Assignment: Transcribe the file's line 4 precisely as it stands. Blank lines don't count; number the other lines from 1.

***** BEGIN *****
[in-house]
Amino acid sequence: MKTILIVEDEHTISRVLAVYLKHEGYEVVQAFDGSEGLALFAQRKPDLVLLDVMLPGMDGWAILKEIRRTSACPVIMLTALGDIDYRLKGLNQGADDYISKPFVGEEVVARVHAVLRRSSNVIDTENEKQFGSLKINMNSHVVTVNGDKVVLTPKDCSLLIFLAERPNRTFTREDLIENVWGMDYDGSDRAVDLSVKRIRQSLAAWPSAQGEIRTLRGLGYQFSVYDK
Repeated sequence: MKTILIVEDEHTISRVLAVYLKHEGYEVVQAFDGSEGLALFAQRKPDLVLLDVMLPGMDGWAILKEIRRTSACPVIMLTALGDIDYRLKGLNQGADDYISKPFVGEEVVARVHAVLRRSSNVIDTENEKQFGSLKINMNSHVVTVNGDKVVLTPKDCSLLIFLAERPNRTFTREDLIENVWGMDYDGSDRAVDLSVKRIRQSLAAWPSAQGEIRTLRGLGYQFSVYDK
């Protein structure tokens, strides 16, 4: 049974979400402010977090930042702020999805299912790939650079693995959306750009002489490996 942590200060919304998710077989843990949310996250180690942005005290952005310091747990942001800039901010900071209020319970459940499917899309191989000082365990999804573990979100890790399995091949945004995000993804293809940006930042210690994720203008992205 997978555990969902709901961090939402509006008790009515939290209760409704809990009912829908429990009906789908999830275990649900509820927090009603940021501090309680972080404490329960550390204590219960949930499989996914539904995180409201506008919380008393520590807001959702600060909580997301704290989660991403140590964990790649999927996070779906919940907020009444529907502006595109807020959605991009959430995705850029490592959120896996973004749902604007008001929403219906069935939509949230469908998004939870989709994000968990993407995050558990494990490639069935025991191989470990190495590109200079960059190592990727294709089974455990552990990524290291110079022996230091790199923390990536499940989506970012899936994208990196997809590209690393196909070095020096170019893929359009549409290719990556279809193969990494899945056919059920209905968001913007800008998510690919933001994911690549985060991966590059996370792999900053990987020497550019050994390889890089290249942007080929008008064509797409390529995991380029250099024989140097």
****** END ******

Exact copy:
């Protein structure tokens, strides 16, 4: 049974979400402010977090930042702020999805299912790939650079693995959306750009002489490996 942590200060919304998710077989843990949310996250180690942005005290952005310091747990942001800039901010900071209020319970459940499917899309191989000082365990999804573990979100890790399995091949945004995000993804293809940006930042210690994720203008992205 997978555990969902709901961090939402509006008790009515939290209760409704809990009912829908429990009906789908999830275990649900509820927090009603940021501090309680972080404490329960550390204590219960949930499989996914539904995180409201506008919380008393520590807001959702600060909580997301704290989660991403140590964990790649999927996070779906919940907020009444529907502006595109807020959605991009959430995705850029490592959120896996973004749902604007008001929403219906069935939509949230469908998004939870989709994000968990993407995050558990494990490639069935025991191989470990190495590109200079960059190592990727294709089974455990552990990524290291110079022996230091790199923390990536499940989506970012899936994208990196997809590209690393196909070095020096170019893929359009549409290719990556279809193969990494899945056919059920209905968001913007800008998510690919933001994911690549985060991966590059996370792999900053990987020497550019050994390889890089290249942007080929008008064509797409390529995991380029250099024989140097």